The ALSC Board of Directors approved this Statement on Equity of Access, as part of ALA President Carla Hayden's Presidential Intiative, in April 2004.
The Association for Library Service to Children is committed to equity of access by improving and ensuring the future of the nation through exemplary library service to children, their families, and others who work with children.
Through myriad committee functions we strive to:
. Select outstanding materials on a wide variety of topics in oral, print, and electronic formats that reflect the multicultural, diverse heritage of the population and its interests.
. Disseminate information in traditional and non-traditional formats and appropriate to varying needs and abilities that is vital to survival, well-being, and life-long learning.
. Expose children to a broad range of sound, songs and stories to ground their spirits, compel their curiosities, and invigorate their imaginations.
. Promote research opportunities that add to the knowledge base of child development, education, linguistics, pediatric medicine, and social work as they relate to children’s learning and information seeking behavior.
. Form alliances with other agencies/organization who serve youth to ensure that libraries are known as community access points to information and programming.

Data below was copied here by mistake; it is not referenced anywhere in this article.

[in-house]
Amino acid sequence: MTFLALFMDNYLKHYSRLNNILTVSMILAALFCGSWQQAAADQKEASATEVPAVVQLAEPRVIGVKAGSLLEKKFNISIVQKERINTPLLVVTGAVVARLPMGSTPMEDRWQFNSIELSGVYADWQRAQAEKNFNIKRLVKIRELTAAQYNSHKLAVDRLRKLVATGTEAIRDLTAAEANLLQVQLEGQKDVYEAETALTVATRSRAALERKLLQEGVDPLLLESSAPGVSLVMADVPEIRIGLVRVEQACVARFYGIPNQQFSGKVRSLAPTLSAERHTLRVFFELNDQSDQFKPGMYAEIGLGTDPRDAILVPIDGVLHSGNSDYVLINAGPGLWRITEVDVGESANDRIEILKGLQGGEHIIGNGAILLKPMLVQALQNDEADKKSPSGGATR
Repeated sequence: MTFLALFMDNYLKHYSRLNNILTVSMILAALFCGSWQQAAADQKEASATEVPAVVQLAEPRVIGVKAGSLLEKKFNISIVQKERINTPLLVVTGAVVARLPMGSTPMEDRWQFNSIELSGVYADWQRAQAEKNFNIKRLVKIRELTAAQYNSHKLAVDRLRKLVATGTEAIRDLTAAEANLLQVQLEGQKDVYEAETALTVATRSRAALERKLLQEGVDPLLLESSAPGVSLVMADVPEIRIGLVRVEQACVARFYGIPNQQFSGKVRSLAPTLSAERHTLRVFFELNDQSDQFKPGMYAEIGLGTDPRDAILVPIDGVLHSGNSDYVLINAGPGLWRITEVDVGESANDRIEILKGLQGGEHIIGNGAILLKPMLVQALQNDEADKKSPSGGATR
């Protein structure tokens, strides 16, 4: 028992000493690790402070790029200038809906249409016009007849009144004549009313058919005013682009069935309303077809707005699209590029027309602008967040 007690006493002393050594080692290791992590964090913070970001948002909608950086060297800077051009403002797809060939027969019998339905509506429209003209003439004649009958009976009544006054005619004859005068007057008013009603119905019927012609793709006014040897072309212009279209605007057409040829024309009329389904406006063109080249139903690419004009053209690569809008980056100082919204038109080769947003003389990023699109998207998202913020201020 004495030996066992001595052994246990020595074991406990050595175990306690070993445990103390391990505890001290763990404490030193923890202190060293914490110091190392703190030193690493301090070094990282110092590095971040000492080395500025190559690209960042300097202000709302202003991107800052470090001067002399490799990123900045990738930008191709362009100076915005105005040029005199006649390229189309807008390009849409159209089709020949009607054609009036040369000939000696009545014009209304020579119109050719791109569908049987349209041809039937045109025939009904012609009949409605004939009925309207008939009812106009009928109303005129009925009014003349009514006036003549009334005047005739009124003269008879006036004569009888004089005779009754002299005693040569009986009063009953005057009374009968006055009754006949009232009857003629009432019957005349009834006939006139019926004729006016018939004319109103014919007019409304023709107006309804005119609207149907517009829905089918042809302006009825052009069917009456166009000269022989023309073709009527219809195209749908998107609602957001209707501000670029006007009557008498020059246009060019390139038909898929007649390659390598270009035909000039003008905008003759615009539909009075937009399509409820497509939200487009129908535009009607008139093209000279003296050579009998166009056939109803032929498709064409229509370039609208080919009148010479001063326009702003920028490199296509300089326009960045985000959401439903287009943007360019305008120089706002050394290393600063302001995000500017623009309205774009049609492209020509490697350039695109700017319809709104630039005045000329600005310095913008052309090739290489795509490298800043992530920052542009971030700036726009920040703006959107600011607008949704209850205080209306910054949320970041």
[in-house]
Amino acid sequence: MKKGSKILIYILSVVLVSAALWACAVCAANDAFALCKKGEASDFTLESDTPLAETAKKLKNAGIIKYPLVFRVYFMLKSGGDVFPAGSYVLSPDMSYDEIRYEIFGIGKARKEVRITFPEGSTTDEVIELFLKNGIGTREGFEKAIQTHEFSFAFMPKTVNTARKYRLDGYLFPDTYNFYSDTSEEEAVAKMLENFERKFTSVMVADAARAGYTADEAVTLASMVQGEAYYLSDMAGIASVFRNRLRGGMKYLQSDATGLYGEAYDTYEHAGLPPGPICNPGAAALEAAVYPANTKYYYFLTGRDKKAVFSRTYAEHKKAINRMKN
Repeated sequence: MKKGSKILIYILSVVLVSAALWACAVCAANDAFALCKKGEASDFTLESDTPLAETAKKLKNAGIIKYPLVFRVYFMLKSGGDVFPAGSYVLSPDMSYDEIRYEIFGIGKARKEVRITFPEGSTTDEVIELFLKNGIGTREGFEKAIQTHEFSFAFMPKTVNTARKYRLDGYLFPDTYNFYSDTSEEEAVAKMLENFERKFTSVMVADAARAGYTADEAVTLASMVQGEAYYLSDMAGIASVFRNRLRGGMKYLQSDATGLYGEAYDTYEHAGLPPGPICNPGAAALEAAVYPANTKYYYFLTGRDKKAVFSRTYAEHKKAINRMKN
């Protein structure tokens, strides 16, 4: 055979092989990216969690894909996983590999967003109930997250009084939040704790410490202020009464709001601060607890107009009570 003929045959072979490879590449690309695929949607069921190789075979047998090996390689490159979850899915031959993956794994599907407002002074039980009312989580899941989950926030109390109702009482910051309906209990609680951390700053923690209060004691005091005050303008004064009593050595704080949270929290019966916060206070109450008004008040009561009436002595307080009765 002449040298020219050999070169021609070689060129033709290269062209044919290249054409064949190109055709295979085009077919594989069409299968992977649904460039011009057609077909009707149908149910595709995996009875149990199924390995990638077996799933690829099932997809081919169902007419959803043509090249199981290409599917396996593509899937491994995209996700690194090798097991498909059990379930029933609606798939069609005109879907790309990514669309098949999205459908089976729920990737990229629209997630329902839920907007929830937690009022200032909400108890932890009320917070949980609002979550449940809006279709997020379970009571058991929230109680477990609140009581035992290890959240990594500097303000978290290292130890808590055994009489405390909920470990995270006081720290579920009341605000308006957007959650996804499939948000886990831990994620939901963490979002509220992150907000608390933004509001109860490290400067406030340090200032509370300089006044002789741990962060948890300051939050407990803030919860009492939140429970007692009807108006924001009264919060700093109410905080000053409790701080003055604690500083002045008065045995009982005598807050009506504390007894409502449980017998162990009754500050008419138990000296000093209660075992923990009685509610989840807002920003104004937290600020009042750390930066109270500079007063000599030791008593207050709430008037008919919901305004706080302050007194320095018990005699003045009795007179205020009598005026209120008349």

. Provide high quality, continuing education opportunities to members to ensure that issues and trends are discussed and brought into the scope of delivery of service to children, families and others who work with children.
Through our Membership Communication Plan we have developed specific strategies for the recruitment and retention of librarians, specifically those who work with children and families as well as administrators who are responsible for developing goals and long range plans for local libraries. In addition, we partner with other ALA divisions/affiliates (PLA, AASL, YALSA, Reforma) and national organizations (PBS, W.C. Kellogg Foundation, etc.) to guarantee that local library staff, children and their families are exposed to important information regarding early literacy learning.
The Association for Library Service to Children recognizes that the greatest barriers to equity of access are:
. Little cultural history of library usage
. Lack of resources to purchase the scope and depth of materials needed
. Lack of library staff training to address disability and cultural issues
. Lack of multicultural, multi-lingual library staff.
To this end, we are working within our Communication Plan to address and resolve these issues, recognizing and realizing that these will be ongoing issues that will be addressed in a variety of ways over several years.
Approved by the ALSC Board, April 2004